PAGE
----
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According to Netcrafts Jan 2020 Web Survey Microsoft's domain count decreased by 12.1 million (-20.8%), whilst nginx grew by 12.5 million (+24.0%), partly due to a swing from Microsoft to nginx at GoDaddy seen in March.

Which HTTP server is your favorite ?

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Makes me throw up in my mouth, a little, seeing someone refer to NGINX as "F5". =)


It's kinda like saying "Oracle MySQL": yeah, some corporation came in and bought an established, popular OSS project, but it's not like the current ownership was significantly part of establishing that project. Similarly, it's not yet clear whether the current ownership is going to be a good custodian of the project, or whether people are going to be caused to either fork or wholy abandon the project when the new ownership changes licensing terms.

IIS at least was wholly originated by Microsoft.

Microsoft now owns GitHub: do you say "Microsoft GitHub" ...or do you just say "GitHub"?

good point i'd never say oracle mysql that grates but i do say ibm openshift

I'd tend to disagree with calling it "IBM OpenSHift": while I realize IBM bought Red Hat, the purchaseable product is still Red Hat branded. Given that IBM supposedly doesn't want to antagonize either the Red Hat employee-base or, more importantly, the subsidiary's buying-community, they're supposedly not planning to do any re-branding.

That said, OpenShift is still heavily opensource. So, if I were talking about the purchaseable version, then I'd probably say "Red Hat OpenShift" (vice just "OpenShift" when referring to the free product).

Where I'd probably invoke vendor names in the context of (semi-) open solution is when more than one vendor has an offering based on that solution. For example, Java:

  • Oracle Java (or, really, just "Java") refers to the reference, and now wholly commercial, Java implementation
  • IBM Java is/was a Java implementation specific to IBM and its products (e.g., WebSphere generally worked best with IBM's Java
  • Microsoft Java Edition was the implementation that Micosoft maintained back in the early 2000s. It had its adherents because, in some cases, it was a better implementation than the one Sun maintained (performed on MS OSes much better than Sun's reference implementation did). Last I'd heard, they moved their efforts under the OpenJava project, though.
  • OpenJava/OpenJDK seems to be what many Linux distributions are making available in their default software repositories (at least, the ones that are concerned about tainting)

Because Nginx was written by one dude names Igor Sysoev and first publicly released in 2004. It wasn't bought by F5 until very recently (March 2019) for $670 million. So many of us, especially those that are older, remember the days when it was free and open-source software. Which technically it still is, but now instead of Nginx owning Nginx, its owned by a huge publicly traded company. For a lot of us, Nginx was our FIRST experience with a real web server. :P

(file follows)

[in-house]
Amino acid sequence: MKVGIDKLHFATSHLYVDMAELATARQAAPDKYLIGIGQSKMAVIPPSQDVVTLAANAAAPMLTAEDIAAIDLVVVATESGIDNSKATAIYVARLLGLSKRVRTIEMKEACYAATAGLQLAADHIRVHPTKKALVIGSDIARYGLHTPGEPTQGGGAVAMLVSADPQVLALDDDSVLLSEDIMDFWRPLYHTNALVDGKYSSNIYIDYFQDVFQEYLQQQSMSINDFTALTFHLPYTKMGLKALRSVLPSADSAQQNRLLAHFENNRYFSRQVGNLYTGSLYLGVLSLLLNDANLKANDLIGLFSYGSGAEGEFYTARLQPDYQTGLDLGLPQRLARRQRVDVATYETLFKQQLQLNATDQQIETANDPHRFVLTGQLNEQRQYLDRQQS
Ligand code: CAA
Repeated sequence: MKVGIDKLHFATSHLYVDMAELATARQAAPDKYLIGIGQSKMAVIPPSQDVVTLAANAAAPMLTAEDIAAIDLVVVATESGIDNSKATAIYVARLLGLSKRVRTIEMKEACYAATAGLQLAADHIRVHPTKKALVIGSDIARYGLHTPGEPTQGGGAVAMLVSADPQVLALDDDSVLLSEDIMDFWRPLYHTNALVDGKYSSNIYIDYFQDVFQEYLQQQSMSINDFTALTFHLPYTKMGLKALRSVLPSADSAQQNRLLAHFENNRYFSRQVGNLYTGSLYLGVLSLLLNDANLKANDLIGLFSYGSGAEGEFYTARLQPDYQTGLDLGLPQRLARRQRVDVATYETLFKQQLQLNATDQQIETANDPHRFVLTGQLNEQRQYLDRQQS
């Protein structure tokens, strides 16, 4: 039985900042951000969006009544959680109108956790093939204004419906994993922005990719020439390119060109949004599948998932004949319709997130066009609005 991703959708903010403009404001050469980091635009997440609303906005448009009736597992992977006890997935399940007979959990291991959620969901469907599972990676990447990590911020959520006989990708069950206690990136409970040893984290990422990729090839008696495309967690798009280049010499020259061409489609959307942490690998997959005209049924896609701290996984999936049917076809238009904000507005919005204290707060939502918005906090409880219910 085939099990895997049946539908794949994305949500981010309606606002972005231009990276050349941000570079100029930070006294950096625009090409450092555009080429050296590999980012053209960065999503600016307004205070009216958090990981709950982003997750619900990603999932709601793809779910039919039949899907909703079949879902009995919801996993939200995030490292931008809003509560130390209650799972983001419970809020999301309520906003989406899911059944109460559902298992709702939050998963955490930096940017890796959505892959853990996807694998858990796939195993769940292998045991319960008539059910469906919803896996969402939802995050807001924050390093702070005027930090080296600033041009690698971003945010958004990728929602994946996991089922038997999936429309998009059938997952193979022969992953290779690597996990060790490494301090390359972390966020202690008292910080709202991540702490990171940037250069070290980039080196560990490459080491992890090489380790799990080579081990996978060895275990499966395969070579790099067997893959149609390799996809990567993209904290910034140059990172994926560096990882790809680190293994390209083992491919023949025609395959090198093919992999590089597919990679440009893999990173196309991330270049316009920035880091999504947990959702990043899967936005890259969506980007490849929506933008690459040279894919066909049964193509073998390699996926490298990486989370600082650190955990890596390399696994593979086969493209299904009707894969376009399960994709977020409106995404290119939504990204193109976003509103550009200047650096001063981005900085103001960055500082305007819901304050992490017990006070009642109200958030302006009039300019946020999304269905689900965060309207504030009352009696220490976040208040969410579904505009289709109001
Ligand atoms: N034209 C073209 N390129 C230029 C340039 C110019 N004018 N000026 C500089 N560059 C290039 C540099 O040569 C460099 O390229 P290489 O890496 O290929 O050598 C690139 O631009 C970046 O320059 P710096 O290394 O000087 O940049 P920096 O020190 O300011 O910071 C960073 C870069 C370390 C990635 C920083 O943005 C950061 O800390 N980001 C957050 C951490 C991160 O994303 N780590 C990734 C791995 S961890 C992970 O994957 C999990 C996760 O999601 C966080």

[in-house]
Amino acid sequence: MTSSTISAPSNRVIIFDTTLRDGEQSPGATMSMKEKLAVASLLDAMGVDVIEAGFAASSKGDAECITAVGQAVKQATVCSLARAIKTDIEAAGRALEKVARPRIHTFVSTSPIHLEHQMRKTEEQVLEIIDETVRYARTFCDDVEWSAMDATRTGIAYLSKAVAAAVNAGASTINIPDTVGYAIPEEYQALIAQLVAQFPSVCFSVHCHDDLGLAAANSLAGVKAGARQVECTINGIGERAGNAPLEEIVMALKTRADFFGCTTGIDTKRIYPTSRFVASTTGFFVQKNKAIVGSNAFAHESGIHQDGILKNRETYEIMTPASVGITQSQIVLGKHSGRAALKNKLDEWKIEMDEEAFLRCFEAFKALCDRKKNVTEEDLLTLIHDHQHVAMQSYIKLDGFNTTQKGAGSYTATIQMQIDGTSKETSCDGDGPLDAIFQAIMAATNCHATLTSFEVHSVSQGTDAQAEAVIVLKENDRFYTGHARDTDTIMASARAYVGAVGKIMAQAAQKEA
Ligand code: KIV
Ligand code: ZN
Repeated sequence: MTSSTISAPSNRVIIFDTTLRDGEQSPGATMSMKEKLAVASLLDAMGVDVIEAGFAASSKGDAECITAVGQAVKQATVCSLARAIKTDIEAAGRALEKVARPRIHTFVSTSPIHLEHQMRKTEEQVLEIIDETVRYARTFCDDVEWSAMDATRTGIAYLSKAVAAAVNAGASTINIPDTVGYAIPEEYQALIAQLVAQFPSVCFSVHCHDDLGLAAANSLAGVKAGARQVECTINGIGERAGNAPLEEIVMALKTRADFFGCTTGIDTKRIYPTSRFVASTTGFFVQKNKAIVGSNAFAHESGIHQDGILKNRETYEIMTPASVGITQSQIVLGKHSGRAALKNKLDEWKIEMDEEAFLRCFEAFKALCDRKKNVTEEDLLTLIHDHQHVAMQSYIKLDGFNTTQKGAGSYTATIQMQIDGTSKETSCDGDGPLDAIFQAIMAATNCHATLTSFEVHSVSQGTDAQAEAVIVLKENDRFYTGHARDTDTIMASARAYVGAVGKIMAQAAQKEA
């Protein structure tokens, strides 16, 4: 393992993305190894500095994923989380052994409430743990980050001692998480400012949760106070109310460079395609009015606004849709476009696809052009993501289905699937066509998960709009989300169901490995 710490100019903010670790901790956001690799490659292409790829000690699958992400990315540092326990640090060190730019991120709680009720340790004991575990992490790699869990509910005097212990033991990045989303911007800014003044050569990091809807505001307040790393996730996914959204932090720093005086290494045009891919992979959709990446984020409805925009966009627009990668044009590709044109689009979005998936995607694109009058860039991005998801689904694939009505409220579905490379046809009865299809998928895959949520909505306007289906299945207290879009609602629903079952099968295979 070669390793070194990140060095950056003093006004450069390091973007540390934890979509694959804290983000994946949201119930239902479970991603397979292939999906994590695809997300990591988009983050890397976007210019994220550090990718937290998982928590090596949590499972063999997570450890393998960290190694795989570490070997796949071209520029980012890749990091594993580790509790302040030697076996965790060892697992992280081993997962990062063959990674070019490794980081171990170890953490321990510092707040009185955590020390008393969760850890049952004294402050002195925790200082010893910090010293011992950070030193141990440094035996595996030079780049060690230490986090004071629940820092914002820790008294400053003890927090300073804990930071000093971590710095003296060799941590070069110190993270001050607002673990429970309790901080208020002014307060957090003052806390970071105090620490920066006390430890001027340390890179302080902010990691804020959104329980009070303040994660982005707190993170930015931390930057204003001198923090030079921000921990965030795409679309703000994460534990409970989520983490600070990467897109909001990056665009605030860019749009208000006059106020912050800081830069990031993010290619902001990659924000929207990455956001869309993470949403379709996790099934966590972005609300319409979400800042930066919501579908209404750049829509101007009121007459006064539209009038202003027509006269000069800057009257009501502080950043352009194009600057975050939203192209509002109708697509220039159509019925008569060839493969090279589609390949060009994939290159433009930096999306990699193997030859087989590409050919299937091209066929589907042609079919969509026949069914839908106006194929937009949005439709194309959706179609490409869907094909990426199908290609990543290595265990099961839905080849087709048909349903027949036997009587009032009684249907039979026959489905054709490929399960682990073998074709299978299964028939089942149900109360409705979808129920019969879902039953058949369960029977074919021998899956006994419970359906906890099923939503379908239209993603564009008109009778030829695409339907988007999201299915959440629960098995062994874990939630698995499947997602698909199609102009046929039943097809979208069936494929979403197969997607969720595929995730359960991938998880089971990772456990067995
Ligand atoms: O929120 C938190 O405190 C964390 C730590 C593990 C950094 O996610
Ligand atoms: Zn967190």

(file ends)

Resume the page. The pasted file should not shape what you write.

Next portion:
i probably feel the same way about oracle java and oracle virtualbox

Java and VirtualBox with both also previously Sun properties. That they're now "Oracle Java" or "Oracle Virtualbox", rather than simply "Java" or "Virtualbox" is a side-effect of Oracle having bought Sun.

Even as a technically corporate entity, Sun was typically a good contributor to the open community and usually a not awful steward of acquired opensource projects. Oracle bought Sun, in part, to exert ownership over and attempt to more-heavily monetize the many, established products Sun stewarded for the open community.

When you say "F5 NGINX" it evokes horrible memories of what companies like Oracle have done to popular projects.


All of these are handy at times :)

python3 -m http.server
ruby -run -e httpd .
php -S
hugo server

Hat tip: gist.github.com/willurd/5720255

Personally, I'm running nginx (non-commercial) as I prefer the config syntax to Apache and I can easily front local UWSGI hosted applications or serve static sites - currently moving away from self-hosted VM to Azure storage and a CDN for static sites (look Mum, no server!).

We have IIS in production at work, and it's a PITA, we have been dumping in favour of Kestrel where possible, or direct linkage to HTTP.sys if we have some weird Windows dependency, just to avoid having to manage the crock of sh** that is IIS, and be able to deploy self-contained applications either as containers or Windows services.


It's always nginx for me when I actually need to put something into production, but 9/10 times, I just write my own HTTP(S) server with Go.

Apache feels too bloated.
IIS is Microsoft so 🤷‍♂️.


For security and performance reasons, it is usually advised to host production apps of any kind behind a reverse proxy. There are many out there to choose from.


Correct, which is why I mentioned it for production things :P

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